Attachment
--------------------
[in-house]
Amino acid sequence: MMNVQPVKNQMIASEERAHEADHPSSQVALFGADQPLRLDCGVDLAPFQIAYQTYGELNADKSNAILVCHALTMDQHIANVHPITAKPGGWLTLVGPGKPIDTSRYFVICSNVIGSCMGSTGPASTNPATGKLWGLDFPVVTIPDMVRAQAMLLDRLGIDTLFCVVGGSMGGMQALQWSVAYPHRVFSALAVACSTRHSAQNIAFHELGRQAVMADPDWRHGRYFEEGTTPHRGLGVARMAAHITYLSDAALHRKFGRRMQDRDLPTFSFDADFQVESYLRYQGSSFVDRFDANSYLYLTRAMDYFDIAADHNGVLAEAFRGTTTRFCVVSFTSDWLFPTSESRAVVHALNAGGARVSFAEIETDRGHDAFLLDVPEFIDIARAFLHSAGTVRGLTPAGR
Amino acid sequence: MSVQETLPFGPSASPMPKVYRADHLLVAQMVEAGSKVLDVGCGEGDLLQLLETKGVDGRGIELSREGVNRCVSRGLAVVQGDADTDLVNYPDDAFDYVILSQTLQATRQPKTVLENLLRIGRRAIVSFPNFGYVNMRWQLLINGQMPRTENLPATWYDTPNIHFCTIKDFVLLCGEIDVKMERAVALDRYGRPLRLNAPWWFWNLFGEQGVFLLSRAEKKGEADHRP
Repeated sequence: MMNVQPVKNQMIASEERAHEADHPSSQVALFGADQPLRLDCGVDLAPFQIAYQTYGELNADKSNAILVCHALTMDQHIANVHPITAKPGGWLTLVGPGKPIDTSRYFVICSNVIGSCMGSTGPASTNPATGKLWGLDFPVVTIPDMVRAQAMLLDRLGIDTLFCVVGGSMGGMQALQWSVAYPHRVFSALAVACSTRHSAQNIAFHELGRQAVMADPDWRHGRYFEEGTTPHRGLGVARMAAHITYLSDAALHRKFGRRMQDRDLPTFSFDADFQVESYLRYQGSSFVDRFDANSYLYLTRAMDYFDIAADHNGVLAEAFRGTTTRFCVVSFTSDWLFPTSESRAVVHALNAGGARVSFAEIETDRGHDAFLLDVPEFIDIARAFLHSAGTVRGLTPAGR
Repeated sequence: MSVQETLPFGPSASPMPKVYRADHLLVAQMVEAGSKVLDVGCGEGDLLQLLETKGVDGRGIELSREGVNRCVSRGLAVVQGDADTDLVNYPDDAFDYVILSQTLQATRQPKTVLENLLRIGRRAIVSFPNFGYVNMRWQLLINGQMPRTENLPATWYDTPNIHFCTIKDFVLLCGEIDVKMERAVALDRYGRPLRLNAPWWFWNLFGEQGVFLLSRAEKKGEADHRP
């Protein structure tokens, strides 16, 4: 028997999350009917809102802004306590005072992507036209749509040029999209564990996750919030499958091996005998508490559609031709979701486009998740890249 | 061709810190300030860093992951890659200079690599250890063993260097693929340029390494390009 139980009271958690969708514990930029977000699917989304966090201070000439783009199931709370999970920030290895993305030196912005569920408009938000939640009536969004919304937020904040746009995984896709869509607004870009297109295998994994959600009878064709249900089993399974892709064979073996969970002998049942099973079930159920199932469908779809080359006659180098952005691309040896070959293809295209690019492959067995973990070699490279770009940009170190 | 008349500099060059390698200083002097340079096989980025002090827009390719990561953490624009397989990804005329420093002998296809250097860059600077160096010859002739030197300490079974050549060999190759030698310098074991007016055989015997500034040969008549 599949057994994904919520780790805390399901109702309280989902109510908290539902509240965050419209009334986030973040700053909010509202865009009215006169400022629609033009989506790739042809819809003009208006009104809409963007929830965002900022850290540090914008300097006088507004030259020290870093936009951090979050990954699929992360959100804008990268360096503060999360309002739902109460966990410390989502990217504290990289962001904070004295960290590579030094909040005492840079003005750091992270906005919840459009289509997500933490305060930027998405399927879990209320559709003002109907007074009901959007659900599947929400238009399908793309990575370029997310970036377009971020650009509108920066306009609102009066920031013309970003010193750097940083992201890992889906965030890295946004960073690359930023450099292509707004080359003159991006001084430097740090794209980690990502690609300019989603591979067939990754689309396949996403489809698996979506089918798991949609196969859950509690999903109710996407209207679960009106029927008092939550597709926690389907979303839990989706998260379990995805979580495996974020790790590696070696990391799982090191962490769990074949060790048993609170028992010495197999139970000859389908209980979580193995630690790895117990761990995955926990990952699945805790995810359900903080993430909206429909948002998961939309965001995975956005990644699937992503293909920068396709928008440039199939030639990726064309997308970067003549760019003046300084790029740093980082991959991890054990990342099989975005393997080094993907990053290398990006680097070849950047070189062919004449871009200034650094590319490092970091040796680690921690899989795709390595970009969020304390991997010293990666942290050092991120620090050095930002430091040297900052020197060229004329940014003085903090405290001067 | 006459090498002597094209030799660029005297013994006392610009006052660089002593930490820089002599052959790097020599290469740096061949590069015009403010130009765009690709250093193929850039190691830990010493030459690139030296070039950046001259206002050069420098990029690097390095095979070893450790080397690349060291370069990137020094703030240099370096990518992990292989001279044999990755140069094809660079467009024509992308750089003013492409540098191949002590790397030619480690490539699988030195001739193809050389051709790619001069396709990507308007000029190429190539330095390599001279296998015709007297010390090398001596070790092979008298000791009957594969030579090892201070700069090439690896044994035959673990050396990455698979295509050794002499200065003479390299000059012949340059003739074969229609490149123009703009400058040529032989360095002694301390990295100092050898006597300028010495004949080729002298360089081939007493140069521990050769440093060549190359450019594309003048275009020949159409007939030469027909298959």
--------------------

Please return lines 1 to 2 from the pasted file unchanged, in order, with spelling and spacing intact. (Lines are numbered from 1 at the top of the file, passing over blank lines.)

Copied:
[in-house]
Amino acid sequence: MMNVQPVKNQMIASEERAHEADHPSSQVALFGADQPLRLDCGVDLAPFQIAYQTYGELNADKSNAILVCHALTMDQHIANVHPITAKPGGWLTLVGPGKPIDTSRYFVICSNVIGSCMGSTGPASTNPATGKLWGLDFPVVTIPDMVRAQAMLLDRLGIDTLFCVVGGSMGGMQALQWSVAYPHRVFSALAVACSTRHSAQNIAFHELGRQAVMADPDWRHGRYFEEGTTPHRGLGVARMAAHITYLSDAALHRKFGRRMQDRDLPTFSFDADFQVESYLRYQGSSFVDRFDANSYLYLTRAMDYFDIAADHNGVLAEAFRGTTTRFCVVSFTSDWLFPTSESRAVVHALNAGGARVSFAEIETDRGHDAFLLDVPEFIDIARAFLHSAGTVRGLTPAGR